Review for CYPHER: Cyberpunk Text Adventure
Adventure Gamers Awards
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“The text adventure is back” is a bold claim to make, especially for the first outing from a two-man indie operation. But CYPHER: Cyberpunk Text Adventure, a dystopian tale set in a retro-style view of the near future, dares to make that claim, and not without a certain measure of validity. Although weaknesses in the actual text prevent it from living up to its full potential, its attempt to add visual and audio immersion to the traditional formula is an interesting experiment that I hope we see more of in the future.
CYPHER presents a dark future in the classic sense. The city of NeoSushi (formerly Tokyo) is full of dust-choked skies, flying cars, and burning neon. The characters are straight out of the pulp fiction that inspired the cyberpunk genre's seminal works. Dogeron “Dog” Kenan, the hero of the story, is a two-bit criminal carrying a partial passcode in his brain after a mnemonic data transfer gets interrupted and he flees the scene. He doesn't know what this passcode is for or why people want it, but over the course of a single bad night he comes face to face with old friends, trigger-happy cops, and functionaries known as Retrievers who want to rip that code out of his brainmeat by any means necessary.
You get this all from a wall of text, as you might expect, but also through an inventive use of audio and visual additions that are perhaps CYPHER's greatest contribution to its genre. Throughout the game, you look at a screen split in two, with the story and input prompt on the left side and the other half reserved for the title's artistic displays. A full-color profile of the main character occupies the right-hand background. He spends his time smoking and gently shaking as rain patters around him. A thumbnail of your current location is present as well, though it's so small that its inclusion isn't helpful in navigating the spaces. As you acquire items, images of your inventory pop up. Some of these, such as a plasma cutter gained early in the game, hum and vibrate when activated in the text. The art is very good, with a nice pen-stroke quality and lots of flat colors with the occasional bright slash as befits the game's dreary streets and somber atmosphere. The sparse animations are a nice touch as well.
As with the visuals, the audio in CYPHER adds a lot to the experience. Ambient sounds not only stage each location but also help alert you to scene changes. When the heavy rain splashing against an apartment window turns into the whoosh and whir of rushing traffic, you know you have entered someplace new. The synth-orchestral music throughout the game is moody and dense; it would be right at home in Deckard's Los Angeles or Case's Sprawl. One very nice touch is how sounds accompany certain events in the text. When the cops show up, you hear banging on the door. As a hovercar spins out of control, the hum of an overworked motor fills the speakers.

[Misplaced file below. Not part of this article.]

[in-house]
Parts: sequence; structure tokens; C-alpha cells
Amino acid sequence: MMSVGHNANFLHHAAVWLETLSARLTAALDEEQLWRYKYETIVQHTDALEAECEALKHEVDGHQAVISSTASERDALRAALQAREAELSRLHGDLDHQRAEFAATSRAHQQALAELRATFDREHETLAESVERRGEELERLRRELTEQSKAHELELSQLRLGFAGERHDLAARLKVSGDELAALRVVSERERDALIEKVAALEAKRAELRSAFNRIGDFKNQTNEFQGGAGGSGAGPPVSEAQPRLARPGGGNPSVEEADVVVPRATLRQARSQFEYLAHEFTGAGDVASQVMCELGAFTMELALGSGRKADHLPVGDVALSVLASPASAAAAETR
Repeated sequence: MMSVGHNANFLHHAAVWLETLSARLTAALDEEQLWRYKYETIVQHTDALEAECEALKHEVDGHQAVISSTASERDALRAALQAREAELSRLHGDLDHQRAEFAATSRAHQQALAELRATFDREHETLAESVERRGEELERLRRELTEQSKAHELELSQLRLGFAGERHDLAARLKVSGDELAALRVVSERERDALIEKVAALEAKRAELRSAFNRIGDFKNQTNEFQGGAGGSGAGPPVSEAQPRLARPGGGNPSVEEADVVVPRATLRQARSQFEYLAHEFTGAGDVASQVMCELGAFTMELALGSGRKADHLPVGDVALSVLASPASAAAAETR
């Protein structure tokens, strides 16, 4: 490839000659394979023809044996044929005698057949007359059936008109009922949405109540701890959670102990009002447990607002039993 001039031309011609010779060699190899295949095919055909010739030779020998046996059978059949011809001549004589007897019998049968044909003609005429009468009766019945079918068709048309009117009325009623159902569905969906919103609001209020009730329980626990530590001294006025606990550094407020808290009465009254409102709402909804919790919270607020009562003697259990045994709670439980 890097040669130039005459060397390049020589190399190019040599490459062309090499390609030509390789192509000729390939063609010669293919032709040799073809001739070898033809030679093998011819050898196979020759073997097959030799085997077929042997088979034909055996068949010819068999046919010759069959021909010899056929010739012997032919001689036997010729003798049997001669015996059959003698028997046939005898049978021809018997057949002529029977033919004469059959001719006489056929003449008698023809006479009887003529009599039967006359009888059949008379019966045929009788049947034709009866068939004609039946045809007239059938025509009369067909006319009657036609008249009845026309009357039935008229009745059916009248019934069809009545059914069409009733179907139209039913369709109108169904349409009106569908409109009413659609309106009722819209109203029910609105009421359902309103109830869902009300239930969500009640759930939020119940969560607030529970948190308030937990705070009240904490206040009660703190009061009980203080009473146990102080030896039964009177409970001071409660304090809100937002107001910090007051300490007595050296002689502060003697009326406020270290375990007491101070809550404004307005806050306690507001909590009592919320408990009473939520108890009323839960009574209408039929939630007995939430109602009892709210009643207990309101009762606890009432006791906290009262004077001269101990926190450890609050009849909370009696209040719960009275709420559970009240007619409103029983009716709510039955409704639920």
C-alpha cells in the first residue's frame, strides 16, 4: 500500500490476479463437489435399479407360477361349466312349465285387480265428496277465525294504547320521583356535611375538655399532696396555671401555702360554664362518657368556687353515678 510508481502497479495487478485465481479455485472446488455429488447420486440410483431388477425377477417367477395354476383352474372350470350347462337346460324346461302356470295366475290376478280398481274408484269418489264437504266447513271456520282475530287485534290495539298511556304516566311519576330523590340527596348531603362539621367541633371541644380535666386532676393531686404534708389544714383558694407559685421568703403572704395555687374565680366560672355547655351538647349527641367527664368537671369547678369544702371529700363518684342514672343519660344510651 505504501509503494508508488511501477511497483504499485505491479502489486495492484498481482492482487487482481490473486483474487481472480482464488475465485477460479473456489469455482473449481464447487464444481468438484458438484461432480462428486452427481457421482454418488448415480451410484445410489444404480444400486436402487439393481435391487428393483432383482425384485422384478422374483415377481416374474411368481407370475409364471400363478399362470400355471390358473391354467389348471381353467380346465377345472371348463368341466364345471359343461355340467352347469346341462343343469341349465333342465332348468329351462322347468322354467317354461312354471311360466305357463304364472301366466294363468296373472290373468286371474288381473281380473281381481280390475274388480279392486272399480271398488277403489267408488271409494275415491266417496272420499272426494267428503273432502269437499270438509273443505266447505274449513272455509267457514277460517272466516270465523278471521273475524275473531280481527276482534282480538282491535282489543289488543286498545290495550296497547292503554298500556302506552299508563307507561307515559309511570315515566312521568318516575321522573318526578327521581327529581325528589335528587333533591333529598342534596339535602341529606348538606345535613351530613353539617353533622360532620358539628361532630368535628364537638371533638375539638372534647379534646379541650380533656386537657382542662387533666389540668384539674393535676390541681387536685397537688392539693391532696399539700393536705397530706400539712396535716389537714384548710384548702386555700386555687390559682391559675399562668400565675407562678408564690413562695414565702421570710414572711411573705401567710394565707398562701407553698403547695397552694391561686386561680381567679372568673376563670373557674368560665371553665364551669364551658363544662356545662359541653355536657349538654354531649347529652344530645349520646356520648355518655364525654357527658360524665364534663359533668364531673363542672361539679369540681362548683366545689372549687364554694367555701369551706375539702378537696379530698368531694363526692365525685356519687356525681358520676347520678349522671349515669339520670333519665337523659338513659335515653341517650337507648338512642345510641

As beautiful as the right side of the screen is, however, the text part of this text adventure is ultimately where the game falls down. It starts off well enough, as CYPHER's story is well-structured and begins with a bang. Dog, fresh from the interrupted transfer, frantically attempts to sort out what went wrong as snipers and Retrievers descend upon his small apartment. This hectic pace carries throughout the game, occasionally slowing down enough for some character-focused moments that explore Dog’s past and connections to some unsavory people. You’ll spend time in bars, sex dens, and seedy hotels as you stalk NeoSushi’s dark streets in an attempt to unravel the mystery.
Unfortunately, the story’s highs are mired by horrible editing and poor grammar. Flying vehicles are alternately referred to as “Hover cars” and “Hoovercars”, while verbs are often in the wrong tense and some word choices make it hard to tell if this is meant to be stylized speech or is just poor writing. This is doubly frustrating when you are relying on the text for direction on what to do next. A payphone is called a “paid phone” in one section, though referring to it as such in the parser prompts an error. For a game heralding that “the text adventure is back,” it is extremely disheartening to see the text given so little polish.